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Latina Lista: News from the Latinx perspective > Local News > West > San Diego’s Local Indian Tribes Reflect on Mission Life, Serra Canonization

San Diego’s Local Indian Tribes Reflect on Mission Life, Serra Canonization

By Mark R. Day
La Prensa San Diego

The aroma of ceremonial sage brush and the sound of Indian drums and chants mingled with the cool ocean breeze blowing over Mission San Luis Rey recently at the 19th annual Inter-Tribal Pow Wow, described as a “celebration of history, culture and spirit.”

Scores of visitors gathered in front of the picturesque mission. The main attraction was a large ceremonial circle where Indians from throughout the U.S. chanted and danced in colorful native dress.

Around the circle tribal members from the Apaches, Kiowas, Navajos, Senecas, and other nations mingled with local Luiseno bands and Kumeyaahs, shared stories and compared experiences and family memories.

The upcoming canonization of Fray Junipero Serra was not a hot topic at the gathering, but most of the Indians La Prensa San Diego spoke with opposed it.

Carrie Lopez of the San Luis Rey Band of Luisenos sat near an information booth and explained that many tribal members had mixed feelings. “It’s very sad,” she said. “We are very sophisticated Catholics. We want to respect the Pope, but we can’t condone that shameful part of our history and the atrocities committed against our people.”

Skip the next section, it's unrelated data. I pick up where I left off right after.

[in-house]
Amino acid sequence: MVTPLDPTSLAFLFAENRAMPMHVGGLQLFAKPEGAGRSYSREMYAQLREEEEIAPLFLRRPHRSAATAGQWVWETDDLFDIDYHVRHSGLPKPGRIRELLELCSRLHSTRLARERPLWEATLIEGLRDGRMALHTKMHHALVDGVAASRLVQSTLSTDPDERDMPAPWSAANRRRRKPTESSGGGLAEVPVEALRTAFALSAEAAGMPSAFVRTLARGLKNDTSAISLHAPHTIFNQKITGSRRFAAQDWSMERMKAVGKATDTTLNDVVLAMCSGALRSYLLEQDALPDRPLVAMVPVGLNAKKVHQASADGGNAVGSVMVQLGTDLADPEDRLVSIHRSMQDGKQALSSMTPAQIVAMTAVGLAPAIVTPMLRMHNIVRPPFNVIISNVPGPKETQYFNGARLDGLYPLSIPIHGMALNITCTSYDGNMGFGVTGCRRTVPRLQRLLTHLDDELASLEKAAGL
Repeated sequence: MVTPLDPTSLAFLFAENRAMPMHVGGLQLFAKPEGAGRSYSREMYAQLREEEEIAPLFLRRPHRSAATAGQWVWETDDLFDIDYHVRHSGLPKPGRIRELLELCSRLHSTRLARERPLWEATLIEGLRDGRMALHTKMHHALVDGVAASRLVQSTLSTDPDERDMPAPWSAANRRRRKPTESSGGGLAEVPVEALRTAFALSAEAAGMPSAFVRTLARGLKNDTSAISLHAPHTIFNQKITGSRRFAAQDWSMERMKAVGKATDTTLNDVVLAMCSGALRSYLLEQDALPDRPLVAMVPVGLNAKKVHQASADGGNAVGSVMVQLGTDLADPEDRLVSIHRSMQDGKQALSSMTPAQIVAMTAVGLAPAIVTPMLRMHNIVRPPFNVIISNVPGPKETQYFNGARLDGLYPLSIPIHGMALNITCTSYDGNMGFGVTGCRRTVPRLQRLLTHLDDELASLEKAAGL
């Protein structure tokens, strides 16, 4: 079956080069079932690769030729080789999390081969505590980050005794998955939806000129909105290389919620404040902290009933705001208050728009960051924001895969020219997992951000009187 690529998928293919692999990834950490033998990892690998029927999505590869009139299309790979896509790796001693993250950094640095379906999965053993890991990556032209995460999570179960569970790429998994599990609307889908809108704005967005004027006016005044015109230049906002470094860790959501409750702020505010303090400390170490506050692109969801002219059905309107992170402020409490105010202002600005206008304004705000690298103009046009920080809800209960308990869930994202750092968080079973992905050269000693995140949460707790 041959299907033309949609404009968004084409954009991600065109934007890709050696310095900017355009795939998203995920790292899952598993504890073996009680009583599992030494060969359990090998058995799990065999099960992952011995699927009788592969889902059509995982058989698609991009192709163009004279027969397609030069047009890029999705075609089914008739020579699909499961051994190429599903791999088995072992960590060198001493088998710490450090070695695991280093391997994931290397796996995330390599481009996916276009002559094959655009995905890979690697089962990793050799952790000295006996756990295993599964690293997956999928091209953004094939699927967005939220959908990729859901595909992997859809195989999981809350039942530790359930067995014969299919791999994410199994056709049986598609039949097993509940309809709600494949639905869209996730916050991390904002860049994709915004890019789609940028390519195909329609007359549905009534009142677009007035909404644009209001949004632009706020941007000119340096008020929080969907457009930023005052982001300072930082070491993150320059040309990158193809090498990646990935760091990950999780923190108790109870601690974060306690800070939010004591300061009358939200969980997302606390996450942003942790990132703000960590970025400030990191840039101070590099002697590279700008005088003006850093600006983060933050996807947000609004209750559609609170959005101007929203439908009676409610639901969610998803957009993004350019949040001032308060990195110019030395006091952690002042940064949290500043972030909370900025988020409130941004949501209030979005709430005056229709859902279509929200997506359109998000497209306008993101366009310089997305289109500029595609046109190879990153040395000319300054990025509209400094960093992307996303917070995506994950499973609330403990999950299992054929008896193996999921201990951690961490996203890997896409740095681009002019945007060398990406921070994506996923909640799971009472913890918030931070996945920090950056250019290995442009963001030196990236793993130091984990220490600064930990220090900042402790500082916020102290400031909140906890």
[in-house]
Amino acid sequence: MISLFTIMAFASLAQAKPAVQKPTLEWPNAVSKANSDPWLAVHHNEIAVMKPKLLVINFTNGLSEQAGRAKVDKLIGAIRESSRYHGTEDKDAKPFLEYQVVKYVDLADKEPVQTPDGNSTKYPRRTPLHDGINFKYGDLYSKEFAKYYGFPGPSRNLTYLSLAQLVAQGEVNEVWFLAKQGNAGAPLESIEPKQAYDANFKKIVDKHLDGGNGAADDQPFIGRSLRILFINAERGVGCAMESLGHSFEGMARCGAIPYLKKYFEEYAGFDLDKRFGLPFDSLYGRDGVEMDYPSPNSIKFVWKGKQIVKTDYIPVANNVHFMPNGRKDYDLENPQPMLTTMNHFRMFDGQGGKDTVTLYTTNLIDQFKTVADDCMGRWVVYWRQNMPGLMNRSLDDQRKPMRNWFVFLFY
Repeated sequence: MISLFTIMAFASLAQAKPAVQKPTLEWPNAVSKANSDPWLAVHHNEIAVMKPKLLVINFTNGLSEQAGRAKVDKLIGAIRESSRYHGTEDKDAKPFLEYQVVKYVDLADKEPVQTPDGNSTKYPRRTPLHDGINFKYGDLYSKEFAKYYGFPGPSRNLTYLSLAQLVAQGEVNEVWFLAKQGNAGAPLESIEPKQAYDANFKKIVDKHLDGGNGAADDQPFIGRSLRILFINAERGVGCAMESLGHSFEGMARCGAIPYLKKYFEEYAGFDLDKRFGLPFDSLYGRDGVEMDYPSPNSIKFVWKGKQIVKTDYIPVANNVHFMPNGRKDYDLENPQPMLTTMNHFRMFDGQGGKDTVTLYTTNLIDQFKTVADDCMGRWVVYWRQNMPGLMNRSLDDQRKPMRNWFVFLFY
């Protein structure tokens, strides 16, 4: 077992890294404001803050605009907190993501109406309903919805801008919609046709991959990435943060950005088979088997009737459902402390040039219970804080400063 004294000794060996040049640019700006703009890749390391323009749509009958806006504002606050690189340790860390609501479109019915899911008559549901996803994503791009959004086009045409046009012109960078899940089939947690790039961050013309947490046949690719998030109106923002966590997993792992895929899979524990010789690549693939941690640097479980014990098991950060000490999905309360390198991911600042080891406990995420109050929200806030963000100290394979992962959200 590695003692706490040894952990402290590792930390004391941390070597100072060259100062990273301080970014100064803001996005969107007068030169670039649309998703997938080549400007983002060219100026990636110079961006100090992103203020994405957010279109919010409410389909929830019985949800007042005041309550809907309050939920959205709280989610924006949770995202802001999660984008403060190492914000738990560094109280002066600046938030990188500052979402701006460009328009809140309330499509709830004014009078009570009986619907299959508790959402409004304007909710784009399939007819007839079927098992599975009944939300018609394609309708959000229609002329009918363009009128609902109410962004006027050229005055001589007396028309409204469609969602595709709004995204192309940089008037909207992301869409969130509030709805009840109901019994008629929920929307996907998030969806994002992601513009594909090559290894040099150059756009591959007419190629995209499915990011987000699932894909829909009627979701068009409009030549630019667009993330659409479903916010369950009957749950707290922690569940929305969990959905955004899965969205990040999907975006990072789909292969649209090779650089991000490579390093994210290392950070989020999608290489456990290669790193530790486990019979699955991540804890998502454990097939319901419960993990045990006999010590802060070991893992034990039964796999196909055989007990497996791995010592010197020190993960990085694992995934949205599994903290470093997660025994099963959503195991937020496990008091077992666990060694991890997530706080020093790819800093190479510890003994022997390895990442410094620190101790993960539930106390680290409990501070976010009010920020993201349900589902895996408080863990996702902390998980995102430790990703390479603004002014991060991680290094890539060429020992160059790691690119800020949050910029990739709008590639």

Lopez, a special consultant to her tribe, suggested that it would be healthy if the church made amends and acknowledged what happed at the missions. “There would be a great healing. Whatever they say won’t change our sense of what happened. But at least an acknowledgment would be less stinging.”

Lopez said that because of those hard feelings, it took many years to celebrate the pow wows at San Luis Rey mission.

“Neighboring tribes boycotted this event at first, but later joined us. I don’t think the anger and pain over the atrocities ever goes away. We now have a different relationship with our local missions, but we can’t hold them accountable for what happened in the past.”

The Serra canonization has given the tribes a chance to revisit their history, said Lopez. “We know a lot more now than we did 50 years ago. We have more facts and less folklore…”

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